The Disciples lost it because didn’t know who they were. They thought they were the followers of a military leader who would vanquish the Roman Empire and begin a kingdom of peace that will have no end. Instead, they were the Disciples of a loser Messiah who would die and they would have to continue on in weakness. Jesus gave them a glimpse into the future and they didn’t like what they saw. It wasn’t the way they pictured it would be.

We know that fear that haunted the disciples that day before the Transfiguration. We’ve also heard a word from a doctor, a diagnosis that delivers a future totally unlike the one we had in mind. A spouse asks for a divorce and it creates a tomorrow that fills us with dread. A work project isn’t coming together and every drive into work you wonder if this could be the day when the boss lets you go. A daughter or son is distant, not speaking, not letting you in, and you feel like you’ve lost them. This wasn’t the future we had in mind, for the disciples or for ourselves. We know what it’s like to feel lost, lonely, abandoned, and afraid.

I imagine the Disciples, and perhaps you, felt a bit like Harry Potter when he turned 11. In this popular epic story of the past two decades, Harry Potter was raised as a normal but unloved member of his adoptive family after his parents died. On his 11th birthday, he found out he was a Wizard and because of his parents, he was able to perform magic. But it’s even more odd than that because everyone knows him. [SCENE]

Everyone looked at Harry Potter when he first arrived at Hogwarts. Everyone in this secret community had heard of him. Was it just because he knew how to do magic? We find out later, why. [SCENE]

He was “The Boy Who Lived” and who inadvertently defeated a terrible villain who murdered his parents. The blessing of his origin turns out to be a terrible burden for Potter, and he is reeling from the revelations. In his wanderings through the Wizard school of Hogwarts, he found a magic mirror that showed him something he never thought possible. [SCENE]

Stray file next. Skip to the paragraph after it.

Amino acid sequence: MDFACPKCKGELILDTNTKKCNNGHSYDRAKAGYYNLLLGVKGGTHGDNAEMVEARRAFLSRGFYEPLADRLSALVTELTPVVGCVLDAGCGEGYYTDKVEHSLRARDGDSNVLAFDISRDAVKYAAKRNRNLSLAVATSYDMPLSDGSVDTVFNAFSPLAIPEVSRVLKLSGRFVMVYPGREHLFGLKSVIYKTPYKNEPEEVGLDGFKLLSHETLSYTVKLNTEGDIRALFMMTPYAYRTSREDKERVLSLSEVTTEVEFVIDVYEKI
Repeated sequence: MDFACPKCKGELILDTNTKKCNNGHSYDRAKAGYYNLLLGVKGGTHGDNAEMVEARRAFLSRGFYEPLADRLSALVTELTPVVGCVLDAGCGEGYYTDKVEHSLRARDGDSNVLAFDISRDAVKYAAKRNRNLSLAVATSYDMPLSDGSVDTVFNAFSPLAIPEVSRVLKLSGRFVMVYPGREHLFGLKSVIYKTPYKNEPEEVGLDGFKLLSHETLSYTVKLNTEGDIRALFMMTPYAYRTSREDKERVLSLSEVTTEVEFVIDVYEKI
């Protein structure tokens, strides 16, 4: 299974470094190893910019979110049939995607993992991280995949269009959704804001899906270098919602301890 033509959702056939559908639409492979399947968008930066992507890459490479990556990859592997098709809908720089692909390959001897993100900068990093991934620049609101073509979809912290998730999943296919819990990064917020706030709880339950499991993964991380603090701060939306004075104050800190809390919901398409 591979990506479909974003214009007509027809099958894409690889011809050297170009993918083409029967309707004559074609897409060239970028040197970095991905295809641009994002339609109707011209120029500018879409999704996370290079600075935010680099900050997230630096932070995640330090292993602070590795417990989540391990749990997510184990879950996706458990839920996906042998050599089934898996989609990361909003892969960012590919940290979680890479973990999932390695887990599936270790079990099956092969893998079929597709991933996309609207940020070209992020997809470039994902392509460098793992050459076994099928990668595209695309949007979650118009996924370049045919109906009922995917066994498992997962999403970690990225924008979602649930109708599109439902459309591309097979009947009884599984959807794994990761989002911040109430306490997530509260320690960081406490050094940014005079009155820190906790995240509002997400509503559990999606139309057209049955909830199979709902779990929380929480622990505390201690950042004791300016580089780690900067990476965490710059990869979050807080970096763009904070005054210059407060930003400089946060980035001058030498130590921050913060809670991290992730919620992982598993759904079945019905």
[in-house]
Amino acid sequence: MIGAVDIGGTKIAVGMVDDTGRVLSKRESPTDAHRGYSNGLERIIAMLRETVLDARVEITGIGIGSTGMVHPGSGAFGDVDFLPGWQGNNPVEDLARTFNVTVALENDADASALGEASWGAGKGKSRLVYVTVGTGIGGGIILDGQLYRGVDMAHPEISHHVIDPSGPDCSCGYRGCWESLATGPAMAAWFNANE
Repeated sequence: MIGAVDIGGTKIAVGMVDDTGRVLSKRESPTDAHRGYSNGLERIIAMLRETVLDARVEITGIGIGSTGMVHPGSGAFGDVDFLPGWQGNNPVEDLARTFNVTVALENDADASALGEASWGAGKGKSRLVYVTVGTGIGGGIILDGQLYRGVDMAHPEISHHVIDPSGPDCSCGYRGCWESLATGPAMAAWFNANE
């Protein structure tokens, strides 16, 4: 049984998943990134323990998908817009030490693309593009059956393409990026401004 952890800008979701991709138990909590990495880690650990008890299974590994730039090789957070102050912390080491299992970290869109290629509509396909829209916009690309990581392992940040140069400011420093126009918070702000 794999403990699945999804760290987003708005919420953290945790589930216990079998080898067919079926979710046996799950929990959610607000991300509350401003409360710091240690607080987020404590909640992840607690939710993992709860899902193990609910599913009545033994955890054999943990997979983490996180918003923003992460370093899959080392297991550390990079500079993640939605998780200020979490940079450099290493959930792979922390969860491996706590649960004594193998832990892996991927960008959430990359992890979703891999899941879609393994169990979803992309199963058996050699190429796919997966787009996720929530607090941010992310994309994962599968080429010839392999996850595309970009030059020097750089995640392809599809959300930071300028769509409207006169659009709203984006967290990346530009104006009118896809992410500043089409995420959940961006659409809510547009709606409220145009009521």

Instead of living in the present moment, Harry feels drawn to sit on the hard floor in a cold room for hours, not moving, lost in the fantasy depicted in the mirror. Thankfully, he is saved from being stuck there forever. [SCENE]

Both Harry Potter and the Transfiguration show us the risks of being too fixated on the future or the past. Having lost his parents as an infant, Harry is susceptible to getting lost in the past, in what-ifs and what-might-have-beens. When Jesus goes up the mountain, the story goes that Peter wants to build some tents and stay there instead of go back down to the future filled with dread. Like Harry Potter, he is at risk of choosing a vision instead of the reality, a dream of what could be instead of what is. The future is scary, and it paralyzes him.

If the future is uncertain and the past is paralyzing, it is in the present where movement and change happens. We are called to transform the world around us instead of being stuck in the endless cycle of “what ifs” and “if onlys”

Even though we think we need visions of the future, what we actually need is motivation to do something in the present. We don’t have to look far into the news to find fear all around us. When you can’t drink your water without lead poisoning in flint michigan, when you are killed because you were driving while black, in custody while black, trying to breathe while black, when gay teenagers are shamed into ending their own lives, when the gulf between the rich and poor, between the different races, grows ever wider, we are afraid for our future. This wasn’t the world we had in mind.

My hope for you is that you no longer seek to merely transform the world but to transfigure it as well. To reveal the divine light in each person. To make the light of Christ shine in the darkest of areas. To study Scripture and religious writings to better be able to see God in each situation of conflict in your life. To study how Jesus responded when he walked the earth, so that we can bring Christ with us to every situation we walk into. To take the hour or two out of your week to be in Christian community, to build one another up, so that whatever comes your way won’t tear you down.

It seems overwhelming and impossible to start. But start we will. Your journey to transfiguration begins in a few minutes when we gather around the table, break bread, share a cup, and go forth to make Christ so present in a world caught up in visions and empty promises that people cannot help but ask what drives you. And tell them, you will. Glory be to God. Amen.